“The financial value at stake is mind-boggling – and the business opportunities likely to be created by the shift in the prevailing market paradigm are astonishing…. Who will be the Bill Gates of ecosystem services?” — The Biosphere Economy, 2010

The February 19, 2015 Stockholm Resilience Centre (Stockholm University) article, Time to Reconnect to the Biosphere, represents a brilliant example of how to skillfully and ever so subtly manufacture public acquiescence for payment of ecosystem services under the guise of ethics:

“Too many consider environmental issues to be an obstacle for development. But the conflict between financial growth and ecological sustainability is nothing but a mental construction…. It is time to realise that societies and economies are integral parts of the biosphere and start working on more adaptive ways of governing our natural capital, not for the sake of the environment only, but for our own development. Poverty alleviation and future human development cannot take place without a wider recognition of nature’s contribution to our well-being, health and security.” — Stockholm Resilience Centre, February 19, 2015

Johan Rockstrom, executive director of the Stockholm Resilience Centre [5], is a leading advocate for the valuation/payment for ecosystem services, the key pillar of the “new economy.” Rockstrom panders to the most powerful foundations, institutions and capitalists on the planet.

The Great Transition Initiative provides an example of how NGOs create the illusion of democracy and feigned concern, as detailed in the August 2014 article Monetizing Nature: Taking Precaution on a Slippery Slope. The article concludes the following: “Even though the trend toward the privatization of public goods has been pervasive over the past decades, we should not acquiesce so easily in allowing the privatization of the most basic public good of all – nature itself. We must meet the grave environmental challenges of the twenty-first century with boldness and prudence, using the precautionary principle, along with the principles of fairness and democracy, to set boundaries that human action must not transgress.”

Such articles give the illusion that NGOs will fight to ensure “democracy” is adhered to, with “boldness and prudence.” The reality is that such fence-sitting articles that feign concern are instrumental in the normalization, slowly over time, of specific language, terminologies and corporate ideologies in order to create acquiescence to further the corporate capture of nature and further the corporate domination of our minds. The objectification of Nature becomes normalized; both anthropocentrism and speciesism are strengthened. This is the identical strategy utilized for creation and gradual acceptance of the carbon trading mechanism REDD/REDD+ (Reducing Emissions from Deforestation and Forest Degradation in Developing Countries). [Further reading: Fundación Pachamama is Dead – Long Live ALBA | Part II]

When the public became aware of REDD, scores of NGOs spoke out against it, as did the Indigenous people across the globe. Yet while publicly the environmental “movement” appeared to be against REDD, behind closed doors, an army of NGOs and jet-setting climate “activists” were quietly and effectively building public consent, which was being sought by the foundations, corporations and the UN. As the Bolivian delegation stood alone on the world stage opposing carbon markets and REDD/REDD+ (while also developing and presenting alternatives), behind the marketing and branding veneer of the non-profit industrial complex, some realities were made crystal clear: “In September 2011, the 64th Annual UN DPI/NGO Conference took place in Bonn, Germany. About 1,500 people from 70 countries turned up. On the third day of the meeting, a remarkable thing happened. Not a single participant at the conference put up their hand to disagree with a declaration which promotes REDD as a carbon trading mechanism.” [Source]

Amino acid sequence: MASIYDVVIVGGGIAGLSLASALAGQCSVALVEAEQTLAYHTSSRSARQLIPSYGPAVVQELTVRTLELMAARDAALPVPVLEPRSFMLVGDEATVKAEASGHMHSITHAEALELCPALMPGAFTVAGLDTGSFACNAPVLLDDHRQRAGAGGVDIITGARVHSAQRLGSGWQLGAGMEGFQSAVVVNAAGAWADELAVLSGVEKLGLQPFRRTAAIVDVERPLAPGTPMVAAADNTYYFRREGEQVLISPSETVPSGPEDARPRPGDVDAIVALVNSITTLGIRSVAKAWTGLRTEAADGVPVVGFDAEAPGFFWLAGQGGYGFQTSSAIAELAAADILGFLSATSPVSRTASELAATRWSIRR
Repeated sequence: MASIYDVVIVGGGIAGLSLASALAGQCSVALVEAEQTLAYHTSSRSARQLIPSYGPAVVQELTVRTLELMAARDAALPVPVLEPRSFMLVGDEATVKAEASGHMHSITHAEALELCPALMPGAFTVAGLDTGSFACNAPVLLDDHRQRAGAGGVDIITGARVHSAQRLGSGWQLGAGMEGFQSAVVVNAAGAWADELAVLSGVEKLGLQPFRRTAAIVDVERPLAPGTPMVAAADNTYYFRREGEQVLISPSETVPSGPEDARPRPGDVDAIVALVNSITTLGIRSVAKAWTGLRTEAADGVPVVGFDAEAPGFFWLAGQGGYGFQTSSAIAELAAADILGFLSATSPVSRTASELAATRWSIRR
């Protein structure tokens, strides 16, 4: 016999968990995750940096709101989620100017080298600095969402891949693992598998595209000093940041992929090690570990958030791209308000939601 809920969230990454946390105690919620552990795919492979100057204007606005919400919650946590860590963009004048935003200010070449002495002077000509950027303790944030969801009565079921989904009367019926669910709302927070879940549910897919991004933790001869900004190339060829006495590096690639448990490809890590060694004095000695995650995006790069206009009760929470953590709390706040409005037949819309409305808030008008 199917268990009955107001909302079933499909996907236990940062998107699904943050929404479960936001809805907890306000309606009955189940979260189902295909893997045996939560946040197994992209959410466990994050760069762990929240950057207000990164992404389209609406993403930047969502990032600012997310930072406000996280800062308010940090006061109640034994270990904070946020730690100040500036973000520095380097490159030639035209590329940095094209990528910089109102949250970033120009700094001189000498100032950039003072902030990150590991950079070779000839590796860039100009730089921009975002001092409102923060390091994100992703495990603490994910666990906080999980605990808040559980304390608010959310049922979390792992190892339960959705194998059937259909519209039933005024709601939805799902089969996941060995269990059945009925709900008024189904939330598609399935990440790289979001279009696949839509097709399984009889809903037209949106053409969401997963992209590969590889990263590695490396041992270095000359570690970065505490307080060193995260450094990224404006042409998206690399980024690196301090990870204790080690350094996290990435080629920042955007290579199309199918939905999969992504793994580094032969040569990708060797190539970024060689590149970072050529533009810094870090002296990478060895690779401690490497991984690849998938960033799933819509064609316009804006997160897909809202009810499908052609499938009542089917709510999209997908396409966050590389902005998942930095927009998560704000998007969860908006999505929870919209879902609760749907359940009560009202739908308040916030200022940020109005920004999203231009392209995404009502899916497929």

“No one raised their hand to object to a single word in the declaration text. In an email distributing the document, Dodd states that, ‘The Declaration was accepted unanimously by the 1500 NGOs and other stakeholders present.’” Manufacturing Consent on Carbon Trading, Chris Lang

A similar strategy can be identified in respect to divestment.

Lock up the Treasury.

 

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One of the most human-centric beliefs of all those in pursuit of commodifying the commons must be accredited to Julia Gray, Head of Sustainable Development and Environmental Management, Allianz Group, who states: “It is clear that our man-made infrastructures and Nature’s ecological infrastructures are becoming increasingly interdependent.”

Nature’s ecological “infrastructures” (formerly known as ecosystems – and before that, forests, meadows, Nature’s gifts, etc.) have never and will never become dependent – in any way – on manmade infrastructures. Considering the Earth is billions of years old, and humans have been in existence for a mere blink of an eye, such a belief is nothing less than distressing. Yet so is the unceasing belief in the global economic capitalist system that is slowly but surely destroying us. The idea that nature needs humans in any way, shape or form must be considered human narcissism at its most extreme.

Carbon Disclosure Project